As much as I hate complaining about the conditions of the pool, (the fact that it suspiciously resembles Shrek’s swamp) the swim team deserves more attention. I don’t expect to turn all of you into swimming fanatics through this rant/article, but I hope that it will communicate the experience of swimmers and ignite some sympathy for one of the most successful athletic teams at Upper Canada College.
First, I want to talk about success. I won’t deny that our school actively recognizes our accomplishments, but the sheer impressiveness of those achievements are understated.
This season, UCC swept all Boys titles at CISAA Championships – Junior, Senior, Open, and Overall. This is the 9th straight year that UCC has won the Overall Boy’s title. Keep in mind, this was done by practising in our 81-year-old pool which is less than one-third of the size of the pool we compete at (I did the math). No shade on any other sports teams, but this is like Varsity Hockey winning 9 straight tournaments while practising on a frozen tennis court.
Last year, UCC won the OFSAA Senior Boys title. We did so by almost doubling the points of the second place team. Only one swimmer from that team graduated. Needless to say, there are high expectations this year. You can be a part of the success by cheering on the team at the Toronto Pan Am Sports Centre on March 4th-5th (shameless plug). Jokes aside, the UCC swim team also came third in the Combined division. The next single-sex school was 12th.
Here, I will stop talking about the accomplishments of the swim team. But I want to emphasize the point that UCC swimmers continue to thrive under, well, lousy conditions. This is due to our stellar coaching staff and the dedication of every athlete.
I want to discuss why swimming is so irrelevant, both at our school and in society. Why is it that people only care about the sport every four years? Don’t worry. It’s not your fault.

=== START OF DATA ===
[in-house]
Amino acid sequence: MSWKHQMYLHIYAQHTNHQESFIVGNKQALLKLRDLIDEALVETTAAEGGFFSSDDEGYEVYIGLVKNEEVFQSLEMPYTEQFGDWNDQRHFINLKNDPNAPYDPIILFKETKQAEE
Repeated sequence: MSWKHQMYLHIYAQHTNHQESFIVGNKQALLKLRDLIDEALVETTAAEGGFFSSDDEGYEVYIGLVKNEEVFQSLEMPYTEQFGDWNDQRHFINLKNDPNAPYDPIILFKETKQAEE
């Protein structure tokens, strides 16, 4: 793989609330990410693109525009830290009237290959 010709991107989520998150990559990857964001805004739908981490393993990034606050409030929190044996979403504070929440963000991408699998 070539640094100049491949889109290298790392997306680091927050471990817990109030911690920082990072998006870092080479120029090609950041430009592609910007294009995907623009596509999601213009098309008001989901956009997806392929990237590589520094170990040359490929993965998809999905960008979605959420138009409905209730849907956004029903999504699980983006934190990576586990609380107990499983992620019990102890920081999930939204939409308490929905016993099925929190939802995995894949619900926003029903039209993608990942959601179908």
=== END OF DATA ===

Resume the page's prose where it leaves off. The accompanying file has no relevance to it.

There are a few reasons for this.
Firstly, Competitive swimming is not fun. Unlike basketball or soccer, which are enjoyable to play casually, no one wants to swim 100 meters of butterfly for fun. This means that it is hard for people to have an interest in swimming and watch the sport. Even if someone only plays shinny, the pure idea of hockey is fun and can get one interested in watching the NHL.
Secondly, There is a lack of accessibility to swimming. Pools are hard to find, and equipment can be expensive. Also, people generally do not want to swim at 6:30 in the morning in the middle of January. In comparison, after-school basketball practices don’t sound too bad.
Lastly, success is hard to come by for individual athletes. In swimming, there is usually only one championship meet for the season. Most swimmers have their entire season’s work riding on a couple of races. In this sense, it is hard to imagine how people can find swimming rewarding when, after 3 months of work, your only achievement is dropping 0.3 seconds on a race. While I recognize that swimming, or any sport for that matter, is not solely about achievements, but rather about the community of athletes and personal goals, it can be hard for people to find success in swimming.
What I’m trying to say is this: You don’t need to have an interest in swimming, but show it the same respect you would to any other Varsity team. I didn’t write this for personal glory and compliments. What I want is for the entire team to receive the attention they deserve. Because they, like you, have worked very hard for their accomplishments.